- Dahrouge, S., Gauthier, A.P., Chiocchio, F., Presseau, J., Kendall, C., Lemonde, M., Chomienne, M-H., Perna, A., Toal-Sullivan, D., Devlin, R.A., Timony, P., & Prud’homme, D. (2019). Access to resources in the community through navigation: A feasibility study protocol. JMIR Research Protocols. 8(1):e11022.
- Dahrouge, S., James, K., Gauthier, A.P., Chiocchio, F. Engaging patients to improve equitable access to community resources. Can Med Assoc J. 2018; 190 (Suppl 1):S46-S47.
- Guerin E, Batista R, Hsu AT, Gratton V, Chalifoux M, Prud’homme D, Tanuseputro P. Does end-of-life care differ for Anglophones and Francophones? A Retrospective Cohort Study of Decedents in Ontario, Canada. J Palliat Med. 2019; 22: 274-81.
- Batista R, Prud’homme D, Hsu AT, Guérin E, Bouchard L, Rhodes E, Talarico R, Desaulniers J, Manuel D, Tanuseputro P. The health impact of living in a nursing home with a predominantly different spoken language. J Am Med Dir Assoc. 2019; 20: 1649-51.
- https://savoirmontfort.ca/ (OFCRI specific page is forthcoming)
The Public and Patient Engagement Collaborative (PPEC) was established in 2011. Led by Dr. Julia Abelson of McMaster University, the PPEC’s research and service activities focus on the role of patients and publics in health system policy making and health research, with a specific focus on the evaluation of these efforts. The PPEC are leaders in the area of patient engagement evaluation. The Public and Patient Engagement Evaluation Tool (PPEET) developed by the PPEC has been used by health system organizations and research teams internationally to evaluate their patient engagement activities. The PEEC is currently developing a tool to evaluate the impact of patient engagement across the Ontario health system. The PPEC also continues to provide consultation and support to other research teams and health system groups who are implementing and evaluating their engagement activities. For Phase II of the OSSU, the PPEC will be supporting a Community of Practice for patient engagement research and the development of supports related to engaging and partnering with diverse populations.
- Bidonde J, Vanstone M, Schwartz L and Abelson J. An institutional ethnographic analysis of public and patient engagement activities at a national health technology assessment agency. International Journal of Technology Assessment in Health Care 2021.
- Abelson J, Ganann R, Heald-Taylor G, Markle-Reid M, Petrie P, Raina P. (2020). Partnering principles and strategies: A guidance document. MIRA Collaborative for Health and Aging: Hamilton, ON.
- Abelson J, Tripp L, Kandasamy S, Burrows K, on behalf of the PPEET Implementation Study Team. (2019). Supporting the evaluation of public and patient engagement in health system organizations: Results from an implementation research study. Health Expectations, 22(5): 1132-1143.
- Abelson J, Humphrey A, Syrowatka A, Bidonde J, Judd M. (2018). Evaluating patient, family and public engagement in health services improvement and system design. Healthcare Quarterly, 21:61-67.
- Boivin A, L’Esperance A, Gauvin FP, Dumez V, Macaulay AC, Lehoux P, Abelson J. (2018). Patient and public engagement in research and health system decision making: A systematic review of evaluation tools. Health Expectations, 21(6), 1075-1084.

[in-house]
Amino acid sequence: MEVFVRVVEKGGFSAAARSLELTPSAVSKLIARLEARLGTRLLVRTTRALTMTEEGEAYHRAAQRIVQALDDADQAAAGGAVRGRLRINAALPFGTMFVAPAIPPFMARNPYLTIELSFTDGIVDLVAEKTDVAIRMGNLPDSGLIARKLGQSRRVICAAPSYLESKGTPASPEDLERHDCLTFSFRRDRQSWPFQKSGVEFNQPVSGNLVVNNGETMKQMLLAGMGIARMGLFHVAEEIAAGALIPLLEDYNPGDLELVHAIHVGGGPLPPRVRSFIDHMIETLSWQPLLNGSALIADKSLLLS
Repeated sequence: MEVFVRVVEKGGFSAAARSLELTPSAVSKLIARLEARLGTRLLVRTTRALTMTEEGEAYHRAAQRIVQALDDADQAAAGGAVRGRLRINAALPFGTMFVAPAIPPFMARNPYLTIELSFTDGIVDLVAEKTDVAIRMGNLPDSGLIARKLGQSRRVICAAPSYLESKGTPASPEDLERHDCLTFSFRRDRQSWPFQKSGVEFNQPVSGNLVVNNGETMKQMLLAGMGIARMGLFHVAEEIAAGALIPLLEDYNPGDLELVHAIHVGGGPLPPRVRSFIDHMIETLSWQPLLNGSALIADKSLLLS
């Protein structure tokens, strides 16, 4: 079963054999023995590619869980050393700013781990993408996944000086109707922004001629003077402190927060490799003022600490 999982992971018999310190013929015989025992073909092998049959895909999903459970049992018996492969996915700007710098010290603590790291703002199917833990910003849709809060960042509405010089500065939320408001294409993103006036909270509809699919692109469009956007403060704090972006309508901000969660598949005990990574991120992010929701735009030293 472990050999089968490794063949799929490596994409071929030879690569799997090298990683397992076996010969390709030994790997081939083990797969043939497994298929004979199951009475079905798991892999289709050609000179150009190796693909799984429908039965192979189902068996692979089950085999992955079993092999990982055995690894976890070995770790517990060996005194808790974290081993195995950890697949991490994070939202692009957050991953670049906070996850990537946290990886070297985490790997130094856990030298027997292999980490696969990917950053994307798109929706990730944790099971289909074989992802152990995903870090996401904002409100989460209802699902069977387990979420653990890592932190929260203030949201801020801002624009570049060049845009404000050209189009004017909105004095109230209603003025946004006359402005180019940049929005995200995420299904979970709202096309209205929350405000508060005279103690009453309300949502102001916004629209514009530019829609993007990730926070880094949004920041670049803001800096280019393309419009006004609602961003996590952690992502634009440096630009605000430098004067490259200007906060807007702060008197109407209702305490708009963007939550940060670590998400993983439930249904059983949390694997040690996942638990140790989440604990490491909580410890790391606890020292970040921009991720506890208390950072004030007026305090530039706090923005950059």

- Abelson J, Wagner F, DeJean D, Boesveld S, Gauvin F-P, Bean S, Axler R, Petersen S, Baidoobonso S, Pron G, Giacomini M, Lavis J. (2016). Public and patient involvement in health technology assessment: a framework for action. International Journal of Technology Assessment in Health Care, 32(4): 256-264.
- Abelson J, Li K, Wilson G, Shields K, Schneider C, Boesveld S. (2016). Supporting quality public and patient engagement in health system organizations: development and usability testing of the Public and Patient and Engagement Evaluation Tool. Health Expectations, 19(4): 817-827.
- Abelson J. (2015). Patient engagement and Canada’s SPOR initiative. A resource guide for research teams and networks.
The Training and Capacity Development Initiative (TCDI) of the Ontario SPOR SUPPORT Unit, supports the building of capacity across Ontario on the conduct and use of patient-oriented research for patients, practitioners, policy makers and managers, and researchers.
The TCDI acts as a clearing house of information on capacity building programs, through a Compendium with all of the current training programs and resources available throughout Ontario. The Masterclass on Patient-Oriented Research has run numerous times both in person and virtually and has helped to train over 100 participants from all stakeholder groups on advanced POR methodologies, understandings and skills. The Patient Engagement Resource Centre (PERC) provides POR resources, guides, articles and consultations in Ontario. The PERC website has had over 1700 unique visitors. Trillium PHC Research Day, a collaborative event held annually to showcase the work of over 100 early-career researchers, patients and policy makers. Finally, the TCDI sponsored 7 POR online training programs spread across Ontario focused for different stakeholder groups and sectors of the healthcare system; these are online and available to all. Collectively, the programs have reached over 1700 stakeholders, spread across Ontario and Canada. (187 words)
- TCDI Coordinator: Priya Garg, firstname.lastname@example.org